By Geoffrey Smith
Investing.com — Oil prices retreated a little in light trading on Thursday, with volumes way down due to the U.S. Thanksgiving holiday, but crude was still holding on to almost all its gains in a rally that has seen it rise a spectacular $10 a barrel in the last month.
By 9:15 AM ET (1415 GMT), U.S. futures were down 0.9% at $45.28 a barrel, while the international benchmark was down 1.1% at $48.01 a barrel.
However, that’s up from a low of just over $35 for WTI as recently as late October.
The rally that has happened over the last month has had many drivers but the most important has been the announcement of three effective vaccines against Covid-19, encouraging hopes of a smart rebound in demand next year from the travel and industrial sectors. At the same time, market belief has strengthened that the so-called OPEC+ group of producers will defer an increase of just under 2 million barrels a day in output when it reviews its policy for 2021 next Monday and Tuesday.
The market’s base case is that the producers will keep production unchanged for another three months, allowing more time for historically high stocks to be whittled down by current demand. Bassam Fatouh, an analyst with the Oxford Institute for Energy Studies, argued in a research note this week that, while all options are still possible for OPEC+, deeper cuts are unlikely because the higher prices they generate will encourage countries to pump above their quotas.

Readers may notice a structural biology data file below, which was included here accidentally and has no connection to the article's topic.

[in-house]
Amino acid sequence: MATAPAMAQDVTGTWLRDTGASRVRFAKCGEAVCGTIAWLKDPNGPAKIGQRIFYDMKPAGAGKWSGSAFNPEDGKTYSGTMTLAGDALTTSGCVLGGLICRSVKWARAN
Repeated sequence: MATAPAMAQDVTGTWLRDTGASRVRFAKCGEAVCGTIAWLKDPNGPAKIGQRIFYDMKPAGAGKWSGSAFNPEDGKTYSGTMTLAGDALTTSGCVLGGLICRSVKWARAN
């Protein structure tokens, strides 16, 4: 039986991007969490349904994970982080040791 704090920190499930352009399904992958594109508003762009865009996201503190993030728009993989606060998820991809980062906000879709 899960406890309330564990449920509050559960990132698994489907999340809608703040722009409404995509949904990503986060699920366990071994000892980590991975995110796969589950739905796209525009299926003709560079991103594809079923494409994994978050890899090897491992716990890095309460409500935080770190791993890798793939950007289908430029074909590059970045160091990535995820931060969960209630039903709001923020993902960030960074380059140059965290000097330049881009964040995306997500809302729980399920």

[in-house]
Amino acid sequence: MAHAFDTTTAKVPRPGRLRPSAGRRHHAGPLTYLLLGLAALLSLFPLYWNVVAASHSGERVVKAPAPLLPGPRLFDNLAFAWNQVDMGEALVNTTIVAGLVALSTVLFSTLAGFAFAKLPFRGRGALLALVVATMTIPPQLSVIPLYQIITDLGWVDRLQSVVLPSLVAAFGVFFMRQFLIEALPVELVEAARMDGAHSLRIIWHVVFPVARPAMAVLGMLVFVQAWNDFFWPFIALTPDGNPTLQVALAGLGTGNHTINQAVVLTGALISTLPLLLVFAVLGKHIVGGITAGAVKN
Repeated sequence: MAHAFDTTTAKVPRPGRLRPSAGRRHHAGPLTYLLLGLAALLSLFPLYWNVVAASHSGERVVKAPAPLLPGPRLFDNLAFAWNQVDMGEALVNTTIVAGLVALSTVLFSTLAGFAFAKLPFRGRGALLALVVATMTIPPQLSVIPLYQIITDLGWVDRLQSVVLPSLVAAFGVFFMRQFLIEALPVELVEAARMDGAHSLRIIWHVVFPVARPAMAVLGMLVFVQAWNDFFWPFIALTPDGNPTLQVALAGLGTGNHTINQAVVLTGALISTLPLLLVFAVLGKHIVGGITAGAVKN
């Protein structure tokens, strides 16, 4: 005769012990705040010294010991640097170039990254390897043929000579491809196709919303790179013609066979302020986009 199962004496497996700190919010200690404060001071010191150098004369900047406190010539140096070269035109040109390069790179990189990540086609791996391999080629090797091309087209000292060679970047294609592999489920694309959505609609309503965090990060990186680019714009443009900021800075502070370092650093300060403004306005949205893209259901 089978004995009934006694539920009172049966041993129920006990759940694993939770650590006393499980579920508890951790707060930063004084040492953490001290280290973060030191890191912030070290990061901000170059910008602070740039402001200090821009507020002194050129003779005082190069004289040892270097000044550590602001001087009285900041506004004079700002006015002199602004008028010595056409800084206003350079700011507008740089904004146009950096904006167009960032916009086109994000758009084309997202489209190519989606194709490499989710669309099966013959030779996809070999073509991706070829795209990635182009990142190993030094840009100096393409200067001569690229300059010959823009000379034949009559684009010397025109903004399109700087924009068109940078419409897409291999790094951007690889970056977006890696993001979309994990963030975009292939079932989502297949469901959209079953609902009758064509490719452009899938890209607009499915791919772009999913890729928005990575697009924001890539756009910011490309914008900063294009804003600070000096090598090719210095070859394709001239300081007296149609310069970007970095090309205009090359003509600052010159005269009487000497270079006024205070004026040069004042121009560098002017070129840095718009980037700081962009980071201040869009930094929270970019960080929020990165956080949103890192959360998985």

Moreover, deeper cuts may not be necessary, as demand is holding up surprisingly well. The economic slowdown from the second wave of the pandemic has had a much smaller effect on oil consumption than the in the spring during its first wave – as shown by U.S. crude , which fell by over 750,000 barrels last week instead of rising as expected, according to U.S. government data released on Wednesday.
Analysis from consultancy Rystad Energy suggests that European oil demand, in turn, has fallen by less than 1 million b/d this time around.
“Road fuel demand held up much better than expected for two reasons,” said Artyom Tchen, Senior Oil Markets Analyst at Rystad, in emailed comments. “Firstly, Europeans showed a lower degree of compliance this time compared to the strict enforcement of restrictions seen in April. Secondly, in an attempt to minimize the use of public transport, or to make up for a drop in bus and train services, people have elected to use their personal vehicles more often for commuting, thus lifting demand for road fuels by 2-3 percentage points depending on country.”
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